An unusual payment can artificially inflate your “income” for the means test. A gap in usual payments can deflate your “income.” These can either push you temporarily above your applicable median income or below it. Because the impact is doubled (when you annualize the 6-months of income), even a moderate change can effect whether you pass this step of the means test.

The Rest of the “Means Test”

If your income is more than your applicable median income, you go to the second step of the means test. This involves a comparison of your income and allowed expenses to come up with your “disposable income.” The twist and turn here is in calculating your allowed expenses. We’ll get into that in our next blog post.


What If I’m Too Far Behind on My Rent?

February 10th, 2017 at 8:00 am

In a Chapter 13 “adjustment of debts” you have much more time to get current on your residential lease agreement than under Chapter 7.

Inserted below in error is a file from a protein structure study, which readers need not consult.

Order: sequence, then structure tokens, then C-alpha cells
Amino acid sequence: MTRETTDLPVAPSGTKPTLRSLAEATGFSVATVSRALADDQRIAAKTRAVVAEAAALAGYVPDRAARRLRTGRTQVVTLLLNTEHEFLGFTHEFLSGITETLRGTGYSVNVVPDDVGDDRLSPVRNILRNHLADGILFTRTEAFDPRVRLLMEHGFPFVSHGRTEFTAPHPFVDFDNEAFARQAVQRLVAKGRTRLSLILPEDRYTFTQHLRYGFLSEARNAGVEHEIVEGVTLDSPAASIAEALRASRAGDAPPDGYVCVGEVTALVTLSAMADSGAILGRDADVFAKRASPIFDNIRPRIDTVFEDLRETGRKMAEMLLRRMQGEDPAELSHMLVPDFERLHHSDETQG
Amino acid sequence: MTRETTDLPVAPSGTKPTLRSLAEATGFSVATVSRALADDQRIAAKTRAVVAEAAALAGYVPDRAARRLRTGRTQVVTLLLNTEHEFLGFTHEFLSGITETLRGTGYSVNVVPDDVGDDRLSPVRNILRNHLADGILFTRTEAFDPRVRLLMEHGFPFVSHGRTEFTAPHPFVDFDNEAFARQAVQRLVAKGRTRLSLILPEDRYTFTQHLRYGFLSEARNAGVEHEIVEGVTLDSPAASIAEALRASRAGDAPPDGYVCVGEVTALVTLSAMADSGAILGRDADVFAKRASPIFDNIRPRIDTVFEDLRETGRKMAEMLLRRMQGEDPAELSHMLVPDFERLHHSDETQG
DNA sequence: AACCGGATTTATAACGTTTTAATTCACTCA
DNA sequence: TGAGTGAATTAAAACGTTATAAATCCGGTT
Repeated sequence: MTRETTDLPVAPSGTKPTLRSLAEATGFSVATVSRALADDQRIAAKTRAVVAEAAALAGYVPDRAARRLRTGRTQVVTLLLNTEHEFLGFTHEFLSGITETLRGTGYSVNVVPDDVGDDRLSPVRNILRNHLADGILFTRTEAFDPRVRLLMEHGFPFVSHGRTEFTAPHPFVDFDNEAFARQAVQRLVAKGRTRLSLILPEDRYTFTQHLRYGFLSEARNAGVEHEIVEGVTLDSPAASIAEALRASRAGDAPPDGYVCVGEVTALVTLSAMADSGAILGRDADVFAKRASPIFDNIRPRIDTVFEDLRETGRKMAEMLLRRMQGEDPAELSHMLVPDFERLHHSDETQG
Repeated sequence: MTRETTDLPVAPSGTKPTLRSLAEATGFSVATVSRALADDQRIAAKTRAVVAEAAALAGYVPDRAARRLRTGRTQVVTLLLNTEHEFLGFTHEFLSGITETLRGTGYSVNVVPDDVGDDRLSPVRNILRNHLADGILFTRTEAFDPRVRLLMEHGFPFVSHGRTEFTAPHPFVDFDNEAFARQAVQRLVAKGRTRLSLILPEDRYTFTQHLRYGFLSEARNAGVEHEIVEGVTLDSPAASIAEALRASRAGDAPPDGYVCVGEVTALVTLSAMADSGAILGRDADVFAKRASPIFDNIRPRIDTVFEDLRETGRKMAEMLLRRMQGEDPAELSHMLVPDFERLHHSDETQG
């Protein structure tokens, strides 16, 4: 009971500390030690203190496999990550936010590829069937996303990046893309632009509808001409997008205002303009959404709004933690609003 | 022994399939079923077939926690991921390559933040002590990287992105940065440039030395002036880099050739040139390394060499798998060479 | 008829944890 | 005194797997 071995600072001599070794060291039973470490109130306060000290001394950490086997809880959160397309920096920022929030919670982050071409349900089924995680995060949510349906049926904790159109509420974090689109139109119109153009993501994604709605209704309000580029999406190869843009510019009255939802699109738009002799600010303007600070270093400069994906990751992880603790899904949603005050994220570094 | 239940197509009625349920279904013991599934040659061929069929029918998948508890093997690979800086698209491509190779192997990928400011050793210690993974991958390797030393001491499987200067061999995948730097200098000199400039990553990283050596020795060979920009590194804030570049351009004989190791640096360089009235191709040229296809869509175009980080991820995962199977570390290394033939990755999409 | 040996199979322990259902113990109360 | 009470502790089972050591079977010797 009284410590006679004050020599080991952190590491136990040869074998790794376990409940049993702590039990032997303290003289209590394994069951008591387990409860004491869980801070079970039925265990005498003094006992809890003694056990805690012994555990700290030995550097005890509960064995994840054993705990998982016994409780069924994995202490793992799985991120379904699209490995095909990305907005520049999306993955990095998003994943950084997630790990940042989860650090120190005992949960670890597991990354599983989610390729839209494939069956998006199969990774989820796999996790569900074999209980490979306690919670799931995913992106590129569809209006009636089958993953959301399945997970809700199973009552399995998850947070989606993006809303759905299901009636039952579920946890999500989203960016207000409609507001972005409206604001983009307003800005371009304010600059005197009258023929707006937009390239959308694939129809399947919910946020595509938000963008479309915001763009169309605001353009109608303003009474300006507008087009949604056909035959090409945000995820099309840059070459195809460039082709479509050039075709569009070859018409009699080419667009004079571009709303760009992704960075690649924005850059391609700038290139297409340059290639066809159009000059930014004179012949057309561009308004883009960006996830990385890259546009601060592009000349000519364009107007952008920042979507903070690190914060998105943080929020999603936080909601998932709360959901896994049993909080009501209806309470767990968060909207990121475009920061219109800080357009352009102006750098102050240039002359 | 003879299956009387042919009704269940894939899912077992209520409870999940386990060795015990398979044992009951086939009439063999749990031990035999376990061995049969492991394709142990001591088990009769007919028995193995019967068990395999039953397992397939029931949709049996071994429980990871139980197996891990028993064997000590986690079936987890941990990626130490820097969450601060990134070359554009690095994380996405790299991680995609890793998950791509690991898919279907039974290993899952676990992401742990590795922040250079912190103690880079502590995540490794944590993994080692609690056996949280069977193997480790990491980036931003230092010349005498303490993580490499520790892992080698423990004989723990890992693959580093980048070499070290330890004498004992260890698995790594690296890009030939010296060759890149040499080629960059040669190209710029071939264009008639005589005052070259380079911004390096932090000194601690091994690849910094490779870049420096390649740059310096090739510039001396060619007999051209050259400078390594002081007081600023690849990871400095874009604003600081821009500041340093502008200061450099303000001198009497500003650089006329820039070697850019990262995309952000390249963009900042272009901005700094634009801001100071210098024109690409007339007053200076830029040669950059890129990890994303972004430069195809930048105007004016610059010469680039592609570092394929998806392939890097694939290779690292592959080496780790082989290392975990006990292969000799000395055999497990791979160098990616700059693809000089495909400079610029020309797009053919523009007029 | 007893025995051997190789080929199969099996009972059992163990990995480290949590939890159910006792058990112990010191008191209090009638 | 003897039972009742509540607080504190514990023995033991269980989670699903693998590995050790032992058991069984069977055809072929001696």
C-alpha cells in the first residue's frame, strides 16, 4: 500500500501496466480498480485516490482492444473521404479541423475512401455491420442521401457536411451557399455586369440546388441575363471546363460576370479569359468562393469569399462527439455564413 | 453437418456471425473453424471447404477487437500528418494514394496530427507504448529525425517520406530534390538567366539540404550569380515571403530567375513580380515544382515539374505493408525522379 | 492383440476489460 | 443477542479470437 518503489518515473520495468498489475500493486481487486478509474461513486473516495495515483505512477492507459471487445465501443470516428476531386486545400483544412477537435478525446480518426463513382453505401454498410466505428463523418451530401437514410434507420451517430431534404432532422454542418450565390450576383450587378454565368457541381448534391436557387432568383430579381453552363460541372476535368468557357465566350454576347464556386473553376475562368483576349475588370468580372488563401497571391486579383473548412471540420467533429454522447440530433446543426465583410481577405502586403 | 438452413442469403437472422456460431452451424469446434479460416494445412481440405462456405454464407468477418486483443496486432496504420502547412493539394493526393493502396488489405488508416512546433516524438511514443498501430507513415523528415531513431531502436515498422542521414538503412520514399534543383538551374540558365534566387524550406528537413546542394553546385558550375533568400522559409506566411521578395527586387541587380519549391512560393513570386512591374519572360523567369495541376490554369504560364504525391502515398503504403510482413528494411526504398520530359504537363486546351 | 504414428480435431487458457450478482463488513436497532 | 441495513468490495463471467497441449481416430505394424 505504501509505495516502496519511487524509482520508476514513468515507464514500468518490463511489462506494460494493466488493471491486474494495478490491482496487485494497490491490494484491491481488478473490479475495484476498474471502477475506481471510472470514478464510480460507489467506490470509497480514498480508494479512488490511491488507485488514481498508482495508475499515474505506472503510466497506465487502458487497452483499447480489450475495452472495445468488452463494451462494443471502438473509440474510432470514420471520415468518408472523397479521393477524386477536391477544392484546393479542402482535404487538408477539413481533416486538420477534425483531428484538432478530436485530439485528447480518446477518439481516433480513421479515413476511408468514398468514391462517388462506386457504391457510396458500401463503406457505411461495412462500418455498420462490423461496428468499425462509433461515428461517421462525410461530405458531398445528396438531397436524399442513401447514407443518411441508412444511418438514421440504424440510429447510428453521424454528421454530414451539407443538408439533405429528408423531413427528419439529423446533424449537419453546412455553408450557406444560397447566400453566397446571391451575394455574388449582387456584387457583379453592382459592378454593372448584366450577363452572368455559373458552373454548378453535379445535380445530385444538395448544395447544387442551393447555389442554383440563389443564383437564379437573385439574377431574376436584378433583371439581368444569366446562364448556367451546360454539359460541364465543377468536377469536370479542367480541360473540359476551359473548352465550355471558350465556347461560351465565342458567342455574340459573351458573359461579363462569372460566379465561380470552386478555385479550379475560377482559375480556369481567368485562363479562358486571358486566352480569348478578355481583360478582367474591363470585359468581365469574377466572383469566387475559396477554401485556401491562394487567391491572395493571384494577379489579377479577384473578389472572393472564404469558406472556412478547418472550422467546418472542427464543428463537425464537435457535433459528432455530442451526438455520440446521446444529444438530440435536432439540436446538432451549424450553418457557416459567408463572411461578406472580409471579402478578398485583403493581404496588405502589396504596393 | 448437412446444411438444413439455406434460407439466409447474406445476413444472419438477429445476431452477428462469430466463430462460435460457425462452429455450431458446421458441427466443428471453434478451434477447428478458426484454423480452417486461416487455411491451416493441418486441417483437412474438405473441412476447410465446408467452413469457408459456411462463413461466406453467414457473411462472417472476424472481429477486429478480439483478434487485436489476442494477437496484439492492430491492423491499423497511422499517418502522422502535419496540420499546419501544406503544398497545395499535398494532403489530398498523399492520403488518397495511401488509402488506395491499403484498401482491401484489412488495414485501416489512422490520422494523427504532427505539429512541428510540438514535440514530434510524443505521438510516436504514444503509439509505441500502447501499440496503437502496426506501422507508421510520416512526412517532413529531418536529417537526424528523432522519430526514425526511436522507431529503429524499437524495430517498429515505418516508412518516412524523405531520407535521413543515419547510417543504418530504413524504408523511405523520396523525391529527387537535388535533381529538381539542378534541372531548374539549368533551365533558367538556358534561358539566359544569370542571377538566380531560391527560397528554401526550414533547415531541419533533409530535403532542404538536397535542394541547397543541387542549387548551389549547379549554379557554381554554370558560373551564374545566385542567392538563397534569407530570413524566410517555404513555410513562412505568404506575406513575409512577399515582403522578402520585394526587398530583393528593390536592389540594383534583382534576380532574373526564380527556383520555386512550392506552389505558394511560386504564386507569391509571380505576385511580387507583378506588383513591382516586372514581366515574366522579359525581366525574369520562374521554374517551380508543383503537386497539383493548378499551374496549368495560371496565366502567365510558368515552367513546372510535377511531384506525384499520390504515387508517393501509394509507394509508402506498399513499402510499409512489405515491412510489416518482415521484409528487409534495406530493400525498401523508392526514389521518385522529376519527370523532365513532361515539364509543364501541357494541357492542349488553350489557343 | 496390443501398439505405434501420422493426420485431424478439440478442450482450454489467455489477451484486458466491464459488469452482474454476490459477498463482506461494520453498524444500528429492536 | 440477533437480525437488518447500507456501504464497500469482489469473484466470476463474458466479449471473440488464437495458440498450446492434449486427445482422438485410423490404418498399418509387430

The Challenge under Chapter 7

Our last blog post showed how Chapter 7 “straight bankruptcy” can help you keep your home or apartment lease. Mostly it clears away other debts so that you can better afford your rent payments. Hopefully, if you’re already behind on those payments, it’s easier to catch up when you no longer have other debts.

But the disadvantage with Chapter 7 is that, if you are behind, you have very little time to catch up. Most of the time you need to get current within a month or two after filing the case. That’s because Chapter 7 cases are completed very quickly, giving you only brief protection against your landlord.

This short timetable presents a major challenge because usually you’re cash poor when you file bankruptcy. Often you’re pushed into bankruptcy because of a cash-depleting event like is a paycheck or bank account garnishment. You may be behind not only on rent but also on other obligations like utilities or rental insurance. That could additionally put you in breach of your lease agreement. Plus you may also be behind on other very important obligations like your vehicle loan or child support.